A Guide to Clinical Differential Diagnosis of Oral Mucosal Lesions
Vesicular-Ulcerated-Erythematous Surface Lesions of Oral Mucosa

Course Author(s): Michael W. Finkelstein, DDS, MS;Emily Lanzel, DDS, MS;John W. Hellstein, DDS, MS

Vesicular-Ulcerated-Erythematous Surface Lesions of Oral Mucosa

Numerous diseases cause ulcers of the oral mucosa. Once an ulcer forms, regardless of the disease, it results in discomfort. For that reason, differential diagnosis of oral mucosal ulcers is important to both patients and health care providers. Sometimes ulcers are preceded by blisters, but it is often impossible to determine if a blister was present because blisters in the oral cavity rapidly rupture. Small blisters (2-5 mm) are called vesicles, whereas larger blisters (greater than 5 mm) are called bullae (singular bulla).

Image: Nikolsky sign
Nikolsky sign

In some diseases applying lateral pressure to an area of normal appearing skin or mucosa may cause formation of a blister. This phenomenon is known as a Nikolsky sign. A Nikolsky sign may be present in epidermolysis bullosa, pemphigus, mucous membrane pemphigoid, lichen planus and lupus erythematosus. Not all patients with these diseases demonstrate a Nikolsky sign.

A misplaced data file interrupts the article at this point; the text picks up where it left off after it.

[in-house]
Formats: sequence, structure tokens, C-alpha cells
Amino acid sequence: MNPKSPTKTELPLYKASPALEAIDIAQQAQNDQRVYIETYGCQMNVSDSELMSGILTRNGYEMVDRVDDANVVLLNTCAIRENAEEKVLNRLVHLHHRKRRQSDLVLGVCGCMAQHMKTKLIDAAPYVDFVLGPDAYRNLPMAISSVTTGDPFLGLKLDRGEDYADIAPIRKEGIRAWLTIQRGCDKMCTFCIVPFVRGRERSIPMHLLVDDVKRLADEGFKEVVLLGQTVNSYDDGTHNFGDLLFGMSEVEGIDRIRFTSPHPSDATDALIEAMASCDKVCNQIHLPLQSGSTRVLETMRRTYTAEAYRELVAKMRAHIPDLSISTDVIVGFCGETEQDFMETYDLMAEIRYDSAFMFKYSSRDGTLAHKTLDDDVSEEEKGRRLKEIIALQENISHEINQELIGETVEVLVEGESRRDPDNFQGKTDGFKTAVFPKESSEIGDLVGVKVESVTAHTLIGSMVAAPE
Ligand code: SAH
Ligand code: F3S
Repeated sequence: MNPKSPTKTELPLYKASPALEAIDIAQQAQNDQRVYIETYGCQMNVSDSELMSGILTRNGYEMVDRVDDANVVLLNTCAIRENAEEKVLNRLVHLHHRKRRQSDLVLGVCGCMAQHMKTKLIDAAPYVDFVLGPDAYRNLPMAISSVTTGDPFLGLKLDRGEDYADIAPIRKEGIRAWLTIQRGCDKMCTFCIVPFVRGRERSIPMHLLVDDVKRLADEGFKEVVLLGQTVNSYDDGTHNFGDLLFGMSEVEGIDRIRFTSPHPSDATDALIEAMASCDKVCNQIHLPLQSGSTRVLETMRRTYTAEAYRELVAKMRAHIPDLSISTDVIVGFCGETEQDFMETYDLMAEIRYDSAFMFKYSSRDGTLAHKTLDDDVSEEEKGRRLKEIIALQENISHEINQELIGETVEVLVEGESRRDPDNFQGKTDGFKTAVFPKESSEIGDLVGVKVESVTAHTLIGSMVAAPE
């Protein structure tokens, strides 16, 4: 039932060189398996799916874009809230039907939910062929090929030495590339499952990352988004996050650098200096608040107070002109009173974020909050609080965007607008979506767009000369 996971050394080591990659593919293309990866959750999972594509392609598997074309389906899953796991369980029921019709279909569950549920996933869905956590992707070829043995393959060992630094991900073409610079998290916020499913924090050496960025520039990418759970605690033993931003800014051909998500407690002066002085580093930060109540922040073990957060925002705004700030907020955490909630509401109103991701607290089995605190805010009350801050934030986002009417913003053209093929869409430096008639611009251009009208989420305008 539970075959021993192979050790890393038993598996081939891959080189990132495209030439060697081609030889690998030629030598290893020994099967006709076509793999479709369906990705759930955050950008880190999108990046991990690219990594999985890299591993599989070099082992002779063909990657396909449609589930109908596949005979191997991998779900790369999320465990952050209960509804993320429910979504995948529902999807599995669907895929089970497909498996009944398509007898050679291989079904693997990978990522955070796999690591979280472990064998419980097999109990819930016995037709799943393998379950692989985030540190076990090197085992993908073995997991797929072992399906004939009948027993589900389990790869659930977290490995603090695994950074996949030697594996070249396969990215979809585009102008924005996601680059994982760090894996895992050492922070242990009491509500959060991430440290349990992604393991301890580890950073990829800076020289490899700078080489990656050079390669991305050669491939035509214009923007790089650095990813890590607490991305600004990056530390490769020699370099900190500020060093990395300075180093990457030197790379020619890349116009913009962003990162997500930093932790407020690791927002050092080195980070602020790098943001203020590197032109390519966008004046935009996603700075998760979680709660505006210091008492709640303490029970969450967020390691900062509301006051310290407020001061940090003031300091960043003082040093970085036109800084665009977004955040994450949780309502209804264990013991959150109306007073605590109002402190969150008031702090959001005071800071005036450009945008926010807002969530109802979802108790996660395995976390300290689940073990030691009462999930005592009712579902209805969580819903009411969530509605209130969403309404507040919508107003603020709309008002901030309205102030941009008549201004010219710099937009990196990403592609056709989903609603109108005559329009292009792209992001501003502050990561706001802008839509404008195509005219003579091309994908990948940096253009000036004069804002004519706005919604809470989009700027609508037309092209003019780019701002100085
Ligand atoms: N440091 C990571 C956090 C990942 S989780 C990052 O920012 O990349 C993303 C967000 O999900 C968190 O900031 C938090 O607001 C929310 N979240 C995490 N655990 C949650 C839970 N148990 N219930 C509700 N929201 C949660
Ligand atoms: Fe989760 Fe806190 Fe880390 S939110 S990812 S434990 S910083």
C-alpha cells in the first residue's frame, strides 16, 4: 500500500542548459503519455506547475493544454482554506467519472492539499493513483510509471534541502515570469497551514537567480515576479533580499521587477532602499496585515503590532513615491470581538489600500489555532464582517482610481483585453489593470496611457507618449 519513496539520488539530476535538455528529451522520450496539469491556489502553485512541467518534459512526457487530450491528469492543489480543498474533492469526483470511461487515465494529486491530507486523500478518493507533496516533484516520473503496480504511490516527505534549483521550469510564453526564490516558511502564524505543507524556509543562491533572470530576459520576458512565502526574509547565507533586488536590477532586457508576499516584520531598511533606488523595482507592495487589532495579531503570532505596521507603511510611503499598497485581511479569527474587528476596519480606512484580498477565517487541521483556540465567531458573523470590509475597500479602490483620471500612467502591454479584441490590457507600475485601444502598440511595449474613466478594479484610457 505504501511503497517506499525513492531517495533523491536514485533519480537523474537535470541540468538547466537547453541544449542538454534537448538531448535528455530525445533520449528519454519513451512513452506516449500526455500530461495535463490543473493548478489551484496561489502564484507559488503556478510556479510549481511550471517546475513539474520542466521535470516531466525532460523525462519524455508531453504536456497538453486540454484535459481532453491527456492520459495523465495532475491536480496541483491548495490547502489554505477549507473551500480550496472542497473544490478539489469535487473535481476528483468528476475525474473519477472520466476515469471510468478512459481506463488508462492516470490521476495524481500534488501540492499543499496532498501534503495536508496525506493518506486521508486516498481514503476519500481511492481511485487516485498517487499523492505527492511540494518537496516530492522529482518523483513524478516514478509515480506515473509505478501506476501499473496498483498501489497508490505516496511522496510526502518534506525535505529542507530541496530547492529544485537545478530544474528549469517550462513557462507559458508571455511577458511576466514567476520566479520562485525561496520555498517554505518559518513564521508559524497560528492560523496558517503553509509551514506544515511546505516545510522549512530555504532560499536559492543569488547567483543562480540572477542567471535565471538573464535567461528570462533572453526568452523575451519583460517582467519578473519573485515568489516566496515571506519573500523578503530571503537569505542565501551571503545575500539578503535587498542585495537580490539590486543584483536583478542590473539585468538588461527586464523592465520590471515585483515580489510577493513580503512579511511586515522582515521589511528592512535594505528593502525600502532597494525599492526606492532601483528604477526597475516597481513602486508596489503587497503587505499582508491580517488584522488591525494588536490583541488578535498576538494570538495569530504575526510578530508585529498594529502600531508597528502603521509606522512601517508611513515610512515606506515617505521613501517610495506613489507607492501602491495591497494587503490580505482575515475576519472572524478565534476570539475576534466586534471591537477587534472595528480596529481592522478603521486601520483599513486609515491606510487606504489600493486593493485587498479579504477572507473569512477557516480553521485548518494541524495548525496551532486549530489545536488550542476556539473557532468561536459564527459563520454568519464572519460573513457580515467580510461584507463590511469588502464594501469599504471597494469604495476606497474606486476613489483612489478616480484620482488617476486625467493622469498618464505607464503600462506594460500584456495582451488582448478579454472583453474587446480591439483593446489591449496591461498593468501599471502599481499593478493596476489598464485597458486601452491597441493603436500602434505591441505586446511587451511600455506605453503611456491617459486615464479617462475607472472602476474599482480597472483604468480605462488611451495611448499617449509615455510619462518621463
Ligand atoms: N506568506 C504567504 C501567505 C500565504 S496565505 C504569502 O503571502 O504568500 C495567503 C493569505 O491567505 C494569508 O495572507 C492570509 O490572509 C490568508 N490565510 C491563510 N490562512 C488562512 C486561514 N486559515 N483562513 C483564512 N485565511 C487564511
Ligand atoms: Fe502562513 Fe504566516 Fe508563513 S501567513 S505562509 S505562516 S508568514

A thorough history should be obtained from patients with vesicular-ulcerative diseases and should include the following questions:

  1. How long have the lesions been present? This helps distinguish between acute and chronic diseases. Genetic diseases are often present from birth or early childhood.
  2. Are the lesions recurrent? If yes:
    1. How often do they recur?
    2. How long does it take for each lesion to heal? Recurrent oral ulcers that heal in the same amount of time for a particular patient are characteristic of aphthous ulcers and recurrent herpes.
    3. Do they recur in the same locations? Recurrent herpetic lesions typically recur in the same location.
  3. Has the patient noticed blisters? If blisters are seen, the following diseases can be excluded from the differential diagnosis: aphthous ulcers, ulcers of infectious mononucleosis, traumatic ulcers, and ulcers due to bacteria.
  4. Has the patient noticed lesions on the skin, eyes, or genitals? Some systemic diseases may occur with extraoral lesions.
  5. Has the patient had fever, malaise, lymphadenopathy in association with the lesions? A positive response may indicate an infectious agent, usually viral, caused the lesion.
  6. What medications does the patient take? Medications may cause oral ulcers.
  7. Have other family members had similar lesions? Epidermolysis bullosa is usually a familial disease.

Vesicular-ulcerative-erythematous lesions are categorized based on their cause, if known. Lesions are classified as hereditary, autoimmune, viral, mycotic (candidosis or candidiasis), and idiopathic (unknown cause). Bacteria rarely cause oral ulcers and are not discussed here.

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